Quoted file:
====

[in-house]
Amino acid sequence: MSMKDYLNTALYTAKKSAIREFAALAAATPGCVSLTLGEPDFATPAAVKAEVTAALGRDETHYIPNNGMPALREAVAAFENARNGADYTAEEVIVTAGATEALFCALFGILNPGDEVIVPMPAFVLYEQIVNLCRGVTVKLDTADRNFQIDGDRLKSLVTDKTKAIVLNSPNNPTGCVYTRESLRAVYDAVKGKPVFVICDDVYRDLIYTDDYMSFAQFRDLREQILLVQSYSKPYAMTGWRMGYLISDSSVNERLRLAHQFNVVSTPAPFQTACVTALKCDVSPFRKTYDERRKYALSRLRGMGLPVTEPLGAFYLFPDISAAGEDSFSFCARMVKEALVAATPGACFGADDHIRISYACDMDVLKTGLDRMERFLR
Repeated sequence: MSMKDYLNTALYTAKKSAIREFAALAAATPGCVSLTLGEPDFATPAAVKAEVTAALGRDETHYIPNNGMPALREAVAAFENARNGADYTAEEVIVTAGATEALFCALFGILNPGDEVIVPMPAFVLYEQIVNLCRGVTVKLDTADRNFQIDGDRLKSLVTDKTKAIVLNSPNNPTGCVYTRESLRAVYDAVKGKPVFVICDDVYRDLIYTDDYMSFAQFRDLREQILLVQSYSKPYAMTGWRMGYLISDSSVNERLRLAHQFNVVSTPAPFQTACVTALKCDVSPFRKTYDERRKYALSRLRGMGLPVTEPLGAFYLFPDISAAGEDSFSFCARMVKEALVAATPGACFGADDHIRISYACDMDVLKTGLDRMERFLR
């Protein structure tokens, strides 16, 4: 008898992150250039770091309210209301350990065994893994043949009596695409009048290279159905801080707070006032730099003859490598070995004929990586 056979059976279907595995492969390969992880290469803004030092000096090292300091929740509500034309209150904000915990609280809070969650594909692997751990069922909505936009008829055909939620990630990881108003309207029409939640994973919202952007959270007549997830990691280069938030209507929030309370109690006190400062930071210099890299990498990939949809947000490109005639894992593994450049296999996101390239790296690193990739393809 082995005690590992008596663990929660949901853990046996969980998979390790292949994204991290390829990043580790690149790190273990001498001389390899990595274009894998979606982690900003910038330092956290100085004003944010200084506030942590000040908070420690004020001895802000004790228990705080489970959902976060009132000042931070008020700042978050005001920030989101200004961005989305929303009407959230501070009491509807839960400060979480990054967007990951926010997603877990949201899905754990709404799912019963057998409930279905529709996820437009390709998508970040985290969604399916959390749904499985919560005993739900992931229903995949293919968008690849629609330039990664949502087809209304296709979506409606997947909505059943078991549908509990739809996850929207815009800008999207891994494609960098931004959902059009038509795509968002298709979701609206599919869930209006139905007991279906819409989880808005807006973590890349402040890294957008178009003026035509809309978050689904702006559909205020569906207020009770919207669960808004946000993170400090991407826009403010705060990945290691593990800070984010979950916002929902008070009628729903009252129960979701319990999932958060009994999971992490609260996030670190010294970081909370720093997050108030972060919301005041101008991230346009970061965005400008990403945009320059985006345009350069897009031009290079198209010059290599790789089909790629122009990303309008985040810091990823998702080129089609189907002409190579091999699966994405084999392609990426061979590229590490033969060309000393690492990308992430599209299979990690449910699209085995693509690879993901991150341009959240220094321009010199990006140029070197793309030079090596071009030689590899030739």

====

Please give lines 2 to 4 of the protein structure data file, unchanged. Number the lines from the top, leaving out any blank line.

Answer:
Amino acid sequence: MSMKDYLNTALYTAKKSAIREFAALAAATPGCVSLTLGEPDFATPAAVKAEVTAALGRDETHYIPNNGMPALREAVAAFENARNGADYTAEEVIVTAGATEALFCALFGILNPGDEVIVPMPAFVLYEQIVNLCRGVTVKLDTADRNFQIDGDRLKSLVTDKTKAIVLNSPNNPTGCVYTRESLRAVYDAVKGKPVFVICDDVYRDLIYTDDYMSFAQFRDLREQILLVQSYSKPYAMTGWRMGYLISDSSVNERLRLAHQFNVVSTPAPFQTACVTALKCDVSPFRKTYDERRKYALSRLRGMGLPVTEPLGAFYLFPDISAAGEDSFSFCARMVKEALVAATPGACFGADDHIRISYACDMDVLKTGLDRMERFLR
Repeated sequence: MSMKDYLNTALYTAKKSAIREFAALAAATPGCVSLTLGEPDFATPAAVKAEVTAALGRDETHYIPNNGMPALREAVAAFENARNGADYTAEEVIVTAGATEALFCALFGILNPGDEVIVPMPAFVLYEQIVNLCRGVTVKLDTADRNFQIDGDRLKSLVTDKTKAIVLNSPNNPTGCVYTRESLRAVYDAVKGKPVFVICDDVYRDLIYTDDYMSFAQFRDLREQILLVQSYSKPYAMTGWRMGYLISDSSVNERLRLAHQFNVVSTPAPFQTACVTALKCDVSPFRKTYDERRKYALSRLRGMGLPVTEPLGAFYLFPDISAAGEDSFSFCARMVKEALVAATPGACFGADDHIRISYACDMDVLKTGLDRMERFLR
């Protein structure tokens, strides 16, 4: 008898992150250039770091309210209301350990065994893994043949009596695409009048290279159905801080707070006032730099003859490598070995004929990586 056979059976279907595995492969390969992880290469803004030092000096090292300091929740509500034309209150904000915990609280809070969650594909692997751990069922909505936009008829055909939620990630990881108003309207029409939640994973919202952007959270007549997830990691280069938030209507929030309370109690006190400062930071210099890299990498990939949809947000490109005639894992593994450049296999996101390239790296690193990739393809 082995005690590992008596663990929660949901853990046996969980998979390790292949994204991290390829990043580790690149790190273990001498001389390899990595274009894998979606982690900003910038330092956290100085004003944010200084506030942590000040908070420690004020001895802000004790228990705080489970959902976060009132000042931070008020700042978050005001920030989101200004961005989305929303009407959230501070009491509807839960400060979480990054967007990951926010997603877990949201899905754990709404799912019963057998409930279905529709996820437009390709998508970040985290969604399916959390749904499985919560005993739900992931229903995949293919968008690849629609330039990664949502087809209304296709979506409606997947909505059943078991549908509990739809996850929207815009800008999207891994494609960098931004959902059009038509795509968002298709979701609206599919869930209006139905007991279906819409989880808005807006973590890349402040890294957008178009003026035509809309978050689904702006559909205020569906207020009770919207669960808004946000993170400090991407826009403010705060990945290691593990800070984010979950916002929902008070009628729903009252129960979701319990999932958060009994999971992490609260996030670190010294970081909370720093997050108030972060919301005041101008991230346009970061965005400008990403945009320059985006345009350069897009031009290079198209010059290599790789089909790629122009990303309008985040810091990823998702080129089609189907002409190579091999699966994405084999392609990426061979590229590490033969060309000393690492990308992430599209299979990690449910699209085995693509690879993901991150341009959240220094321009010199990006140029070197793309030079090596071009030689590899030739």